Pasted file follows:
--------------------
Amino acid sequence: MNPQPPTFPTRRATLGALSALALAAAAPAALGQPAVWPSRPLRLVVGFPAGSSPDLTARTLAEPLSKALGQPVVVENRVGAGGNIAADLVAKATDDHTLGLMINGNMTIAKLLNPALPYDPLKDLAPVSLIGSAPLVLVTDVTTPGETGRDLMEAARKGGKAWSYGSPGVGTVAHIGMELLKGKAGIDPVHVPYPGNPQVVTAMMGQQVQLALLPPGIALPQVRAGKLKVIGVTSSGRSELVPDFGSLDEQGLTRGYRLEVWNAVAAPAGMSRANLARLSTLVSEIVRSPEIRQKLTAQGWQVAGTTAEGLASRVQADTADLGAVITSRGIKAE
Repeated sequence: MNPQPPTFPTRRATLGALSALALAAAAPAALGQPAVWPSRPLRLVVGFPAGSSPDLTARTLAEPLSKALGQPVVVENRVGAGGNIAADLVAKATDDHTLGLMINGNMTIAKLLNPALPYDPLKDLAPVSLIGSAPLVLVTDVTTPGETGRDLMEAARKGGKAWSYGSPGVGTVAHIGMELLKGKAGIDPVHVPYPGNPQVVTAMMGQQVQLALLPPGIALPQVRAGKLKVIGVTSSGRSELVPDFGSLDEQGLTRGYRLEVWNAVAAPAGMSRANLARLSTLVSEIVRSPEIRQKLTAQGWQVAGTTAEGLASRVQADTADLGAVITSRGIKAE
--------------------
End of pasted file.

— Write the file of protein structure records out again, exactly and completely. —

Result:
Amino acid sequence: MNPQPPTFPTRRATLGALSALALAAAAPAALGQPAVWPSRPLRLVVGFPAGSSPDLTARTLAEPLSKALGQPVVVENRVGAGGNIAADLVAKATDDHTLGLMINGNMTIAKLLNPALPYDPLKDLAPVSLIGSAPLVLVTDVTTPGETGRDLMEAARKGGKAWSYGSPGVGTVAHIGMELLKGKAGIDPVHVPYPGNPQVVTAMMGQQVQLALLPPGIALPQVRAGKLKVIGVTSSGRSELVPDFGSLDEQGLTRGYRLEVWNAVAAPAGMSRANLARLSTLVSEIVRSPEIRQKLTAQGWQVAGTTAEGLASRVQADTADLGAVITSRGIKAE
Repeated sequence: MNPQPPTFPTRRATLGALSALALAAAAPAALGQPAVWPSRPLRLVVGFPAGSSPDLTARTLAEPLSKALGQPVVVENRVGAGGNIAADLVAKATDDHTLGLMINGNMTIAKLLNPALPYDPLKDLAPVSLIGSAPLVLVTDVTTPGETGRDLMEAARKGGKAWSYGSPGVGTVAHIGMELLKGKAGIDPVHVPYPGNPQVVTAMMGQQVQLALLPPGIALPQVRAGKLKVIGVTSSGRSELVPDFGSLDEQGLTRGYRLEVWNAVAAPAGMSRANLARLSTLVSEIVRSPEIRQKLTAQGWQVAGTTAEGLASRVQADTADLGAVITSRGIKAE